In most productions, Cherubino also appears in a military uniform of some type, which he wears at the beginning of Act II to sing for the Countess. It serves as a visual reminder of the events of the last act, and also gives him an excuse to be even more uncomfortable around the Countess: not only is he performing for his idol on short notice, he must do so in unfamiliar, restrictive clothing that reminds him of his impending banishment. In our production, the Act II costume has not been worked out yet, but it is likely to be based mostly on my Act I costume. During “Non piu andrai”, Figaro discards my vest and tie and adds new elements to the costume – a lanyard, a different tie – but that may be all the changes we make. This is enough, however, to imply a loss of the comfortable dishevelment of Act I.
Then there is the first of the two crossdressing scenes. The dress-up game in “Venite, inginocchiatevi,” aborted as it is by the Count’s arrival, creates a more comic and less effective illusion of femininity. The makeup and high heels are choices suggestive of a drag queen, ultra-feminine elements applied to masculinity not to truly try to disguise it, but to act as comic counterpoint. The dress Ruchi [u/s Cherubino and costume supervisor] provided was a reject from Little Women: a long sundress with a prim collar, the kind of outfit that would make even a female tomboy cringe. Pulling it down over my head brought memories flooding back of day-long church meetings where the boys were allowed to climb trees in their pants and dress shirts and I had to stay on the ground, frustrated by the potential indecency of wearing a skirt. But Cherubino does not have the self-awareness necessary to make that connection, between the physical limitations of a skirt and heels and the experience of the women who wear them every day. His assessment is more immediate – first, that playing dress-up with Susanna and the Countess is not nearly as sexy and exciting as he thought it was going to be; second, that he looks ridiculous and not at all attractive; third, that Susanna and the Countess find this amusing and therefore he still has the opportunity to flirt with them by changing tactics.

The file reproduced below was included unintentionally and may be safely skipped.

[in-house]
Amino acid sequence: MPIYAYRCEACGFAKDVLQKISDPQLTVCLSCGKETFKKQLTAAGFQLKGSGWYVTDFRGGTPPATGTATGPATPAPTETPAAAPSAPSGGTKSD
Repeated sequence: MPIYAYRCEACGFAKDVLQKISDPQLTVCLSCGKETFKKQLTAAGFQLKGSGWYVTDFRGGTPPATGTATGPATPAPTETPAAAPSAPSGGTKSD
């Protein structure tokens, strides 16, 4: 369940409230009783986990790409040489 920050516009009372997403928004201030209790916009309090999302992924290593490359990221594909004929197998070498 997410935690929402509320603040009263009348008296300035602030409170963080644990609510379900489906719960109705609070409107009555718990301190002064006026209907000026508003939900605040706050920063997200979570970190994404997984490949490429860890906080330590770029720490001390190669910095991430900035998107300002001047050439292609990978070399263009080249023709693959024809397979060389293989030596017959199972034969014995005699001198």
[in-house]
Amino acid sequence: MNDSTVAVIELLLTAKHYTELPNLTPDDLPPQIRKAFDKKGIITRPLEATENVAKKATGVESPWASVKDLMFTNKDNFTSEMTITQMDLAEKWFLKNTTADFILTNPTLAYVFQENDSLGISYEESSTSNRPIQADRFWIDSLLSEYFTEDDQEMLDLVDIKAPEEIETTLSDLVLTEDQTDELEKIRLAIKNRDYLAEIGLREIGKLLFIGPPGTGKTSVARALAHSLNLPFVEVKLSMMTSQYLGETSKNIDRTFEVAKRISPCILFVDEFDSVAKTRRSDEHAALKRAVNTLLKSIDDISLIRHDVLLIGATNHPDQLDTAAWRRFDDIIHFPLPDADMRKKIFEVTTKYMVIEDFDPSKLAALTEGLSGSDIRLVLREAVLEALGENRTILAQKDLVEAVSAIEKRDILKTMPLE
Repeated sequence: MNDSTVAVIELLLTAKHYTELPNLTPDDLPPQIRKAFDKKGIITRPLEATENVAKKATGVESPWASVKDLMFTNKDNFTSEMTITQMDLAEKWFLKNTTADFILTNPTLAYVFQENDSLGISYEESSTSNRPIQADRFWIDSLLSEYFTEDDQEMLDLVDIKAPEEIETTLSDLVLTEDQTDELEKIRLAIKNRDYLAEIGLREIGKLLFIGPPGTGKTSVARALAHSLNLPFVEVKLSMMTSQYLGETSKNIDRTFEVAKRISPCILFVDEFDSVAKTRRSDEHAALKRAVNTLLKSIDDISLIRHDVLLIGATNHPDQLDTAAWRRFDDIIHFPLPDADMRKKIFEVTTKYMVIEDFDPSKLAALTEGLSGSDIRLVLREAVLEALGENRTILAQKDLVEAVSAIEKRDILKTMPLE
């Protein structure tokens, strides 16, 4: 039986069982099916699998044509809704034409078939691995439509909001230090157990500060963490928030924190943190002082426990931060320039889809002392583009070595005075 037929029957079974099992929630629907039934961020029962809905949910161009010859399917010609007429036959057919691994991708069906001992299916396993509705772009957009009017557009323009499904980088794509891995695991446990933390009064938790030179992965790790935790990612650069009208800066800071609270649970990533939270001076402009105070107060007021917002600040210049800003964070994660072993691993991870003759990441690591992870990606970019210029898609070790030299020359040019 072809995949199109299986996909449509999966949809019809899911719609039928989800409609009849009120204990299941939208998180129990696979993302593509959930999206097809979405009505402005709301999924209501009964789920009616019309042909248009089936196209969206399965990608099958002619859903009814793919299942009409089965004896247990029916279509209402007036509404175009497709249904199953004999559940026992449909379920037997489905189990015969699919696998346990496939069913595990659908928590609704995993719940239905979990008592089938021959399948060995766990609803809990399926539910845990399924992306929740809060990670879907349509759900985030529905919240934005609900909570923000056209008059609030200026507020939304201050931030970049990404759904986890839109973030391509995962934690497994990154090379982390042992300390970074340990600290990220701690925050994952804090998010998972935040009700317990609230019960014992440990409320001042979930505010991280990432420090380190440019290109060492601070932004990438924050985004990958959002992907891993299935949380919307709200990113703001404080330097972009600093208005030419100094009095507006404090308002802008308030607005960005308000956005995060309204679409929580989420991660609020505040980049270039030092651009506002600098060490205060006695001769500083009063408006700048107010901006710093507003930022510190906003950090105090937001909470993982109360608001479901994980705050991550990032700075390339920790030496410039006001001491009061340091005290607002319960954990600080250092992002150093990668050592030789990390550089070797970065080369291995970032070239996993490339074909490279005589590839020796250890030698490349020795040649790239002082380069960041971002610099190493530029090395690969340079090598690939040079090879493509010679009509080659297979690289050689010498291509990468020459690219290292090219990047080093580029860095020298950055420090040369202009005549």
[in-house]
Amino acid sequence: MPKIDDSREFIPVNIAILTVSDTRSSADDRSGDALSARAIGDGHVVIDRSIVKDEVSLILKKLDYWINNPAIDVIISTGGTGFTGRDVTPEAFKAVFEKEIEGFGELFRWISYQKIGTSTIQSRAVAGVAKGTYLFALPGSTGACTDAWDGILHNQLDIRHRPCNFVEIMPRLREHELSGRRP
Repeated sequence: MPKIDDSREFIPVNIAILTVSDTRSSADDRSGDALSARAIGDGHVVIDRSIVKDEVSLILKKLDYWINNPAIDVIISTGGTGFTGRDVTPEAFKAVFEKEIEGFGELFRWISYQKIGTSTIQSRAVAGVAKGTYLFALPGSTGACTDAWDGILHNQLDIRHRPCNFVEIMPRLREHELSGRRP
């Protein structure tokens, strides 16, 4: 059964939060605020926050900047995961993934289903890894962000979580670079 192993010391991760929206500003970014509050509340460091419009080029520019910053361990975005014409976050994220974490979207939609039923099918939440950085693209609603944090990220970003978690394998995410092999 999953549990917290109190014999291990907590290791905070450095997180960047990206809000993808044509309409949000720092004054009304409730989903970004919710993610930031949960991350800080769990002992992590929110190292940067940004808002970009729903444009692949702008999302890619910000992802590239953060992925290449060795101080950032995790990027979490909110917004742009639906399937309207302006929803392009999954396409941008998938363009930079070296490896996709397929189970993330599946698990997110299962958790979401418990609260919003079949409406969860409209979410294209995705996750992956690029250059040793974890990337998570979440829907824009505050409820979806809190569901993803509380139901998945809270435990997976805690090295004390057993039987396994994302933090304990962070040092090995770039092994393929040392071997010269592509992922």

After the Count’s interruption, Cherubino reappears more disheveled than before – he has lost the dress and also the inconvenient heels, and the makeup is smeared. The Countess will later refer to his “open collar, shoulders naked”: he has gotten himself out of his disguise as quickly as possible and, while probably never in quite the state that she fears, is definitely less than presentable. He then vanishes for the rest of Act II and into Act III, until Barbarina takes him offstage for a second dress-up game. This one is, in my opinion, probably closer to Cherubino’s original fantasy of pretty girls making him pretty too, especially given that Barbarina’s recitative implies that there will be other girls from the office joining in the fun. Whatever happens offstage produces a slightly more believable result than “Venite, inginocchiatevi,” enough so that Cherubino can mingle with the wedding guests with varying success. (So far, the Countess and Figaro have recognized me but not given me away; Marcellina has done a double-take and looked down her nose at me; Antonio has squinted drunkenly at me; Barbarina has played wingman and encouraged men to flirt with me; and Basilio and Don Curzio have actually flirted.) This costume is entirely up to me, since the change occurs offstage. While I want to wait and see what the other women are wearing, my current idea is to wear an office-suitable pink dress with a light shrug over it. The pink dress broadcasts femininity, and the shrug will “disguise” my lack of bust. In keeping with this being the more sensible of the two disguises, however, I plan to wear flats with it – heels will not only make my legs look more feminine in a skirt, but also highlight my unfeminine height.
In most productions, Cherubino is discovered in this outfit and his identity is revealed, allowing him to return to one of his previous male costumes for Act IV. Due to our cuts and skips, Cherubino leaves Act III still undetected but appears male again to pursue the Countess in Act IV. Perhaps he and Barbarina decided that under cover of darkness, nobody would notice him; perhaps he just got sick of being in a skirt and changed back on his own, with his characteristic lack of common sense. Whatever the reasoning, Act IV has Cherubino back in his shirt and pants. (The vest and tie are gone for good – wherever Figaro put them during “Andrai”, Cherubino has no excuse to go and get them at any time between being dressed up for his new job, dressed up by the Countess and Susanna, escaping out the window, and going to Barbarina’s house.)